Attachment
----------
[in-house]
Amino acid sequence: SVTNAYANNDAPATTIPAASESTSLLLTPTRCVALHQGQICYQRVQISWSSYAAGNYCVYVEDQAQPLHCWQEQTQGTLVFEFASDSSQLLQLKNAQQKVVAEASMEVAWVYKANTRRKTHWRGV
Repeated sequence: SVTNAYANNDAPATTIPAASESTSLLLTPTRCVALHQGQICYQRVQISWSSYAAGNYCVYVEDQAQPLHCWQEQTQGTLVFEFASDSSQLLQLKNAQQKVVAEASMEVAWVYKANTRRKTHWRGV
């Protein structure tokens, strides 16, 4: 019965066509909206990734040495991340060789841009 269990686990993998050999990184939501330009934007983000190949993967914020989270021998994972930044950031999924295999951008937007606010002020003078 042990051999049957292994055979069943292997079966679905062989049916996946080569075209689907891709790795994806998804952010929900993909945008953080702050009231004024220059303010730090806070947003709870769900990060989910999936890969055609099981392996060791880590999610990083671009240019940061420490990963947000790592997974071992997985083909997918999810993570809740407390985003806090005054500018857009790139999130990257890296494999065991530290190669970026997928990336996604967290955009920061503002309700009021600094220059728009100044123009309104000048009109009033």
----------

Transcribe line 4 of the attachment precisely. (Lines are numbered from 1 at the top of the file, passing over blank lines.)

């Protein structure tokens, strides 16, 4: 019965066509909206990734040495991340060789841009 269990686990993998050999990184939501330009934007983000190949993967914020989270021998994972930044950031999924295999951008937007606010002020003078 042990051999049957292994055979069943292997079966679905062989049916996946080569075209689907891709790795994806998804952010929900993909945008953080702050009231004024220059303010730090806070947003709870769900990060989910999936890969055609099981392996060791880590999610990083671009240019940061420490990963947000790592997974071992997985083909997918999810993570809740407390985003806090005054500018857009790139999130990257890296494999065991530290190669970026997928990336996604967290955009920061503002309700009021600094220059728009100044123009309104000048009109009033």